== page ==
After reaching fresh all-time highs in early January, the S&P 500 (NYSEARCA:SPY) has plummeted to the point where it is now flirting with bear market territory. In fact, earlier this month it officially breached the 20% off of highs metric that is used to officially label a bear market:
While a case can certainly be made that the market has corrected enough as each of these tech titans have strong cash flow generation and are still posting solid performance metrics with stellar competitive advantages and balance sheets, we think things could also potentially get much worse before they get better. In this article we will discuss four reasons why this could be the case.
Reason #1: Much Lower Interest Rates
One of the biggest ways that the Federal Reserve has fought past bear markets was by lowering the federal funds interest rates. This method has proven to be very effective because – as Warren Buffett likes to say –
Interest rates are like gravity in valuations. If interest rates are nothing, values can be almost infinite. If interest rates are extremely high, that’s a huge gravitational pull on values… The most important item over time in valuation is obviously interest rates. Low interest rates make any stream of earnings from investments worth more money. Any investment is worth all the cash you’re going to get out between now and Judgment Day, discounted back. Well, the discounting back is affected by which interest rates you use.
The federal funds rate is particularly impactful on the stock market because it is the interest rate that depository institutions charge each other for overnight loans and is also the main basis for determining the prime interest rate, which in turn influences mortgage loan rates, credit card rates, and many other business and consumer loan rates. As a result, whenever the Federal Reserve raises the federal funds rate, it is increasing the cost of money, thereby shrinking its supply. Lowering the federal funds rate has the opposite effect, increasing the monetary supply by reducing its cost.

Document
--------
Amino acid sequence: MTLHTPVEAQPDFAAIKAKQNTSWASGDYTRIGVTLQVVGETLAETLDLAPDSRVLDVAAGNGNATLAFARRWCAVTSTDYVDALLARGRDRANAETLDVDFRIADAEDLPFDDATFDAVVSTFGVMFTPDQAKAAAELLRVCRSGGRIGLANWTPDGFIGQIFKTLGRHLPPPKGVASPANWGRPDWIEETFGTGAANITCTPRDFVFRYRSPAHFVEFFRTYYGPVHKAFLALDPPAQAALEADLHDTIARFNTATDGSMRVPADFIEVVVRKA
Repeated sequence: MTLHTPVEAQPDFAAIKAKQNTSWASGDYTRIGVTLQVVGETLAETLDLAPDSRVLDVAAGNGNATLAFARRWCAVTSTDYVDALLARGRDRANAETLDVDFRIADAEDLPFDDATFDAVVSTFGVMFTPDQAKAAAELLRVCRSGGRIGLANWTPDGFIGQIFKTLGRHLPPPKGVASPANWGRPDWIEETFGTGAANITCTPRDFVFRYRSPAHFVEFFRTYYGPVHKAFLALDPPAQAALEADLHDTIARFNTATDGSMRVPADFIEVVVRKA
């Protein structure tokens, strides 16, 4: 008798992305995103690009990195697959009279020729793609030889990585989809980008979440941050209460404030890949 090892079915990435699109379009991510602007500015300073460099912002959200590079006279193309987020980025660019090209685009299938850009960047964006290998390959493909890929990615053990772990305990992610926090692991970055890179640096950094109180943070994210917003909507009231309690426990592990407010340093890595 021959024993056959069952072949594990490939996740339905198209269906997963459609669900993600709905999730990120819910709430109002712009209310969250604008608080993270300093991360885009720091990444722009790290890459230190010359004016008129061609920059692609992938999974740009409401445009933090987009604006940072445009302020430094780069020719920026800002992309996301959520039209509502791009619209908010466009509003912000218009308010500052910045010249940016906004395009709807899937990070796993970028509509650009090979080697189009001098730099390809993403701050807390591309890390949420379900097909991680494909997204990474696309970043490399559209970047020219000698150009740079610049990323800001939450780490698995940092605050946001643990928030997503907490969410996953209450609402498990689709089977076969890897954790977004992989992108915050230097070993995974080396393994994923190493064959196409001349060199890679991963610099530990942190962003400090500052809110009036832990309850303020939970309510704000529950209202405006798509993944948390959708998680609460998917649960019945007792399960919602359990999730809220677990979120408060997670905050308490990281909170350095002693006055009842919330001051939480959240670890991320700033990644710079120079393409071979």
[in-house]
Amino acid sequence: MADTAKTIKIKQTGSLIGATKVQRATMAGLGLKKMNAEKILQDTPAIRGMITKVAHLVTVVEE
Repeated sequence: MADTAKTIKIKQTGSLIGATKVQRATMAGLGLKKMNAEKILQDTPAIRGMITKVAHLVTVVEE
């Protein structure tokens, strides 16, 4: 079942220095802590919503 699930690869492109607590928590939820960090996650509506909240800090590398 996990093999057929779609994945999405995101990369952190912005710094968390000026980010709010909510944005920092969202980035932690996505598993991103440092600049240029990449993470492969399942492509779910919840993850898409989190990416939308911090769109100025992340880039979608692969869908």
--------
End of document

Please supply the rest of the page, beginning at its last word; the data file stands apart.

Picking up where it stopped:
This has a double-impact on the stock market. In addition to impacting the discount rate for determining equity valuations, it also impacts economic activity. Higher interest rates generally reducing consumer demand and increasing business debt servicing costs whereas lower interest rates generally increase consumer demand and reduce business debt servicing costs, encouraging them to borrow more to invest in expansion projects.
With this in mind, it is informative to note that in both the runup to the 2008 crash and the 2020 crash, interest rates were meaningfully higher than they are today:
What this means is that previous booms were being sustained at much higher interest rates than the current boom has been and that therefore the Federal Reserve had much more economic “ammunition” to combat those downturns by reviving the economy via dramatic interest rate hikes. In contrast, the current environment only offers the Federal Reserve very little room to stimulate the economy. In fact, the Federal Reserve is talking about raising interest rates meaningfully further, so the chance of an interest rate related stimulus to overcome the current downturn is very low at the moment. This means that the current downturn in the SPY could wind up being much worse and potentially much more prolonged than the last two.
Reason #2: Much Higher Inflation Rates
In addition to the interest rate related headwind, inflation also poses a major threat to the current economic situation that could also lead to this downturn being much worse and more prolonged than the last two.
Similar to interest rates, high inflation provides a double negative shock on the stock market as it often means that earnings for businesses are eroded via reduced consumer demand and lower profit margins while also pushing investors to seek high nominal total return potential from investments in order to generate real returns (i.e., net of inflation).